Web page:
Turning An Idea Into A Thriving Business | A Q&A with Solvej Biddle

3 March 2020

Solvej Biddle is an impressive and motivational public speaker, inventor and 'mumpreneur'. Relinquishing her career as a leading advertising lawyer, Solvej identified a gap in the market and took her unique children's travel products to the Dragons' Den and beyond!

We sat down with Solvej to learn about her journey and some valuable tips she could share with aspiring entrepreneurs like you!

Can you tell us a bit about your journey from life as a leading advertising lawyer to creating children's travel products for Dragons' Den and beyond?

The journey has been exhilarating, exciting and exhausting all at the same time!

Life could not have changed more! I went from being in an established career with all of the support that comes with such a role, to being on my own in my attic bedroom trying to navigate the complex world of product manufacturing, international safety standards and all that comes with trying to get a product to market!

There have been many twists and turns along the way and certainly lessons learnt about what not to do as well as factors which have been key to the success of the brand. There is nothing like taking yourself out of your comfort zone and giving up a good salary to make you work hard and fight for every opportunity.

One of the best things that has come out of building a brand and changing my life so dramatically has been the opportunity to help others on their entrepreneurial journeys, helping them to avoid pitfalls and also to be able to mentor and encourage them in the inevitable tough times.

Do you have any tips for aspiring entrepreneurs after your experience on Dragons Den?

Reflecting on my journey, I have found that 3 key factors have been essential in taking my idea from in my head to in the shops:

The first of these is The Idea

Having an idea which you think is great, does not mean that it is. I engaged all manner of relevant market sector individuals to evaluate the idea. For my initial idea, this included midwives, parents, nursery schools, nannies and travel companies. Take on board their feedback and fine-tune your idea.

The second of these is Knowledge

I realised very quickly that I was severely lacking the knowledge needed to be successful in the world of product manufacturing, marketing and retail. I had truly launched myself into the unknown. I sought very quickly to surround myself with those who knew more than me - at this stage that was most people! I was fortunate enough to meet some amazing people who were very generous with their time and knowledge.

And the third factor is Passion

Once you have an idea, which you have evaluated and which meets the needs of the target market and you have gained the knowledge to understand the sector, for example, the expected margins and marketing contributions of retailers, you then need the passion to engage the market.

This passion needs to be infectious, so not only those people who you are directly in contact with are engaged with your products, but also so that there is lasting enthusiasm and genuine excitement and engagement for your products by those stakeholders outside your direct contacts.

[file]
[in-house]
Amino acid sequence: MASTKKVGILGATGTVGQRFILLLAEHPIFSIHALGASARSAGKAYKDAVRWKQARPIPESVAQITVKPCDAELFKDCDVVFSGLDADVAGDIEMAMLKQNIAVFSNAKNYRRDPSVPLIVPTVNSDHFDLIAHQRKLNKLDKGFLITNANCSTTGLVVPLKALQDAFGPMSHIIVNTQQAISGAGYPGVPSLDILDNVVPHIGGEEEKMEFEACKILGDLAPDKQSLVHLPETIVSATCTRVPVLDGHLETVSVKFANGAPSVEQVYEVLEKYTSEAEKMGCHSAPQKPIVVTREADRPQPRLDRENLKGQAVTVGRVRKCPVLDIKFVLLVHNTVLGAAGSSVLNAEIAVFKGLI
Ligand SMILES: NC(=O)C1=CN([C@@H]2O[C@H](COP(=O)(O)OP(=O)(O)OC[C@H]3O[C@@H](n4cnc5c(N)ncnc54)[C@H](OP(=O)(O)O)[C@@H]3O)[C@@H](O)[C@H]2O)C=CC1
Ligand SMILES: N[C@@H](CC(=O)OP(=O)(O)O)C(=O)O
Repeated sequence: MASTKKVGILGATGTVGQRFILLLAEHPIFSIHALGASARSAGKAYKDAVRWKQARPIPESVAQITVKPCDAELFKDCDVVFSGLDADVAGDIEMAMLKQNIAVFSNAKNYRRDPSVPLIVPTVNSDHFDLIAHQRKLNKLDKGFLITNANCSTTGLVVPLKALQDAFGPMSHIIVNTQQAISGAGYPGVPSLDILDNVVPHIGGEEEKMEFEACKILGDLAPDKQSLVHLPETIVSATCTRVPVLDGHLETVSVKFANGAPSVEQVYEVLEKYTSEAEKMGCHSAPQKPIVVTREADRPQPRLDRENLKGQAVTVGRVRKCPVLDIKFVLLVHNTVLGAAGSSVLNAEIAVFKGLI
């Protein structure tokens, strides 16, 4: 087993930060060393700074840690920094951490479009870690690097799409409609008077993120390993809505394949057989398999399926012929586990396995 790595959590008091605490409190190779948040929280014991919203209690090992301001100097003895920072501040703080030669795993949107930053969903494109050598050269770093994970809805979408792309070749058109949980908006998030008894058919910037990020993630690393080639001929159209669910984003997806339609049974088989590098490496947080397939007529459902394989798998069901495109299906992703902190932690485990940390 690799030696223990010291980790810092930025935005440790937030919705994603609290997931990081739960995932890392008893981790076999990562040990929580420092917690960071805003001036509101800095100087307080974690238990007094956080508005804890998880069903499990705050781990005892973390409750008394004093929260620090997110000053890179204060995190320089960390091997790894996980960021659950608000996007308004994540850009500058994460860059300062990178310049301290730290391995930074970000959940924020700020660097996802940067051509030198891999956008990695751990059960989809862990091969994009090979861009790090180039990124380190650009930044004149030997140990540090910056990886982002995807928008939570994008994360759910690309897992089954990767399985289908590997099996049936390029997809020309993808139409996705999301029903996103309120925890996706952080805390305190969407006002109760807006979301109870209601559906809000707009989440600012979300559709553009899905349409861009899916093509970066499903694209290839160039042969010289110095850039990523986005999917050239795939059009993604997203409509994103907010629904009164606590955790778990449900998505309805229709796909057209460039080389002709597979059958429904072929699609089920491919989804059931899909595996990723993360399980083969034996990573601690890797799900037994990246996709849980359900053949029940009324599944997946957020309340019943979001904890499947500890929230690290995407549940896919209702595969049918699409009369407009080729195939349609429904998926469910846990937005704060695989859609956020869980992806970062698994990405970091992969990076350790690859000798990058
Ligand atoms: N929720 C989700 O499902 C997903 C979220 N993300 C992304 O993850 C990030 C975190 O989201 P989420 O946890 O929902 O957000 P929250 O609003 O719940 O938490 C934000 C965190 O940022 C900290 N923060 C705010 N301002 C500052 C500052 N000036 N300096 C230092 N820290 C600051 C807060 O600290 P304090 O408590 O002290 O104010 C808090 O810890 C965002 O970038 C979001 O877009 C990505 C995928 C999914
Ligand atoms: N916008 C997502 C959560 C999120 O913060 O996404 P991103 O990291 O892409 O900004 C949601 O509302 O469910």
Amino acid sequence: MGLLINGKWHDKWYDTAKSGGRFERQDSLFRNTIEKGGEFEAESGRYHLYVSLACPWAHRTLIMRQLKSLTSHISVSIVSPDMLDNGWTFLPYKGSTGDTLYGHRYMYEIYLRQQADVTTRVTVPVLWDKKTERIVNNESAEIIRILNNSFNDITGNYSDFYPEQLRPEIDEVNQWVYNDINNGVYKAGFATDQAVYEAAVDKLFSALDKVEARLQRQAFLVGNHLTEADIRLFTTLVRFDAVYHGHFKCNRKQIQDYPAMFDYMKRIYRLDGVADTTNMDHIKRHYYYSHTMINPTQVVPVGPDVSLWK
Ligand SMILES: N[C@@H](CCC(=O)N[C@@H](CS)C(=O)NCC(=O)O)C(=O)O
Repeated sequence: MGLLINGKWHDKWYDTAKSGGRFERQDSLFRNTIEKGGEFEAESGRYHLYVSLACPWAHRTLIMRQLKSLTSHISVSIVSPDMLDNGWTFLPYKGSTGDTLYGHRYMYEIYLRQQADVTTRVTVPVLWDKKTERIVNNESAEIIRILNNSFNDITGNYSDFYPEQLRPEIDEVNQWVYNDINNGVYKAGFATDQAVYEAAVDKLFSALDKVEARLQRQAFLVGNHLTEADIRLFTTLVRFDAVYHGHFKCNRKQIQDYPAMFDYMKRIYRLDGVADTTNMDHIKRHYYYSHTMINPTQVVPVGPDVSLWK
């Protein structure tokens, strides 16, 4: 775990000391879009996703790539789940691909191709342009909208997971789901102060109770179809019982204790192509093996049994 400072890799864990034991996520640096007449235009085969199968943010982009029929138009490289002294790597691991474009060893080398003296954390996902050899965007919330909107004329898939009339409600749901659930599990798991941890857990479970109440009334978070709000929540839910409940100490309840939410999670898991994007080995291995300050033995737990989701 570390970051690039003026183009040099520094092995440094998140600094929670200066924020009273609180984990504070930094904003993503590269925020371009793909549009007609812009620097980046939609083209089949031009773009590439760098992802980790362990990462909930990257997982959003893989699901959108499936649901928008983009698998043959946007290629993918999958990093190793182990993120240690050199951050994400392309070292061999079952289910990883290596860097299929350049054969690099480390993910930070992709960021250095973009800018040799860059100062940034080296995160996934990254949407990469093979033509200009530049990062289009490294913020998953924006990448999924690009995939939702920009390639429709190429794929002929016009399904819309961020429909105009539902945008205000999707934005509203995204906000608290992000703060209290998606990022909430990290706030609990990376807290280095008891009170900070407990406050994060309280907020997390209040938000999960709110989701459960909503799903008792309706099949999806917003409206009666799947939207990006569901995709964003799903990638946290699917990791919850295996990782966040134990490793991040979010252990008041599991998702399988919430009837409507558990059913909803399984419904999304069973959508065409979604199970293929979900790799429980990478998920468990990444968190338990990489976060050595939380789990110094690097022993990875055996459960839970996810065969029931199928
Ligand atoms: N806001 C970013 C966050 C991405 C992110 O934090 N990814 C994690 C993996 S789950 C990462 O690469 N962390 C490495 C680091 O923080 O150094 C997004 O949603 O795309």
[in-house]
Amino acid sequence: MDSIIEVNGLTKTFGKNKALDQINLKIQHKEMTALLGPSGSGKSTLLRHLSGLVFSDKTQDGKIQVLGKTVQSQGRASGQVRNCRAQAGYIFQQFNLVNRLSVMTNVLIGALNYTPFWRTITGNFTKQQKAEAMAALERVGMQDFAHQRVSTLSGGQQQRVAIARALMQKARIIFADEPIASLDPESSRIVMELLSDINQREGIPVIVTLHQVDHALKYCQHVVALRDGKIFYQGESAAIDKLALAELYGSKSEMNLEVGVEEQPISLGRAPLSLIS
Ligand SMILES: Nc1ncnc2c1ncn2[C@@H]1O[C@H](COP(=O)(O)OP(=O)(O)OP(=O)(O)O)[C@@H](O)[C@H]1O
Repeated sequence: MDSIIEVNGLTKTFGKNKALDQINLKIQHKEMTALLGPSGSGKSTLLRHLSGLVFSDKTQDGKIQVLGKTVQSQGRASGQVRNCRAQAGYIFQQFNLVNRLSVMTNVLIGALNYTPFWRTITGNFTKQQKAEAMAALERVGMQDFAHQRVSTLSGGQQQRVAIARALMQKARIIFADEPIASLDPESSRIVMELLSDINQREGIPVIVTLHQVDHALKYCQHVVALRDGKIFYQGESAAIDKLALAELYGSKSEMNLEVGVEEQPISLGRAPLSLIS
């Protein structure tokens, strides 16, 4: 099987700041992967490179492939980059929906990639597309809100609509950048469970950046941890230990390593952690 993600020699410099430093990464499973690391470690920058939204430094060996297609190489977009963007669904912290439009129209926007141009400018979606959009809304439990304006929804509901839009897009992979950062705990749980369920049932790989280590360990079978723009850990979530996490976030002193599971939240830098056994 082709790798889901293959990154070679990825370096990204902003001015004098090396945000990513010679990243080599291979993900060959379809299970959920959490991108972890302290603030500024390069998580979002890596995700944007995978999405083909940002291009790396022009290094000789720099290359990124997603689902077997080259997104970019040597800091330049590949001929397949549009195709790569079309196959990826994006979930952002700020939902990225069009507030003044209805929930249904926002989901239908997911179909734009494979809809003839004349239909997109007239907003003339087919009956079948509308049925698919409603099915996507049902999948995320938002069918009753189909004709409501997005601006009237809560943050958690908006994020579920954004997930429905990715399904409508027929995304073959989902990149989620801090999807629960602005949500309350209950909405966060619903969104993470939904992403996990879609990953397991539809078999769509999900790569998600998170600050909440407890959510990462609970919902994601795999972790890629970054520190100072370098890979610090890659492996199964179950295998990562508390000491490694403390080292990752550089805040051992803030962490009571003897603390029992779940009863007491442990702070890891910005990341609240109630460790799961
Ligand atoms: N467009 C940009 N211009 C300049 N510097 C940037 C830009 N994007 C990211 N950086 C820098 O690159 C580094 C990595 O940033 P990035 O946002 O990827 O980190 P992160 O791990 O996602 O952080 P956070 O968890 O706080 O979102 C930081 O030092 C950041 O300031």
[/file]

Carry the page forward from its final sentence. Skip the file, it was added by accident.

These three factors have been essential in my journey to get my brand to market and in attracting the offers from the Dragons in the Den.  If you put yourself in their shoes or indeed the shoes of any investor - they want to see an idea with legs, an entrepreneur with credibility, and someone who is willing to work hard and who has passion.

What can big companies learn from start-ups and how can they apply those lessons?

During my journey I worked with most of the UK's biggest retailers and some of the UK's biggest travel brands. Some were easier to work with than others and the best relationships have been with those companies who genuinely recognised that new companies and products offer the opportunity for bigger companies to grow through offering innovation and championing new ideas. Not all companies approach negotiations in this way and on occasion only the most resilient and tenacious of small brands are able prevail! I would suggest that big companies listen carefully to new businesses and their ideas so that they do not miss out on the opportunities that entrepreneurial start-ups offer.

My brand sold in 21 countries worldwide and the experience of dealing with retailers and distributors and other stakeholders varied hugely across territories. The most successful relationships once again derived from truly open communications and discussions where each party recognised the potential benefits of collaboration.

If your audience could take home one key message from you, what would it be?

Be brave, courageous, tenacious and lead with passion, integrity and kindness. Human nature is such that most of us want to see others succeed and there is nothing more satisfying than helping another person on their journey. You will find support and encouragement if you reach out for it.

Finally Solvej, what’s next for you?

For the last few years, I have been on the Development Board of a cancer charity and I would like to further offer my support in this arena. I am also always looking out for the next fantastic idea...

For further information call us on   or email  info@speakerscorner.co.uk .

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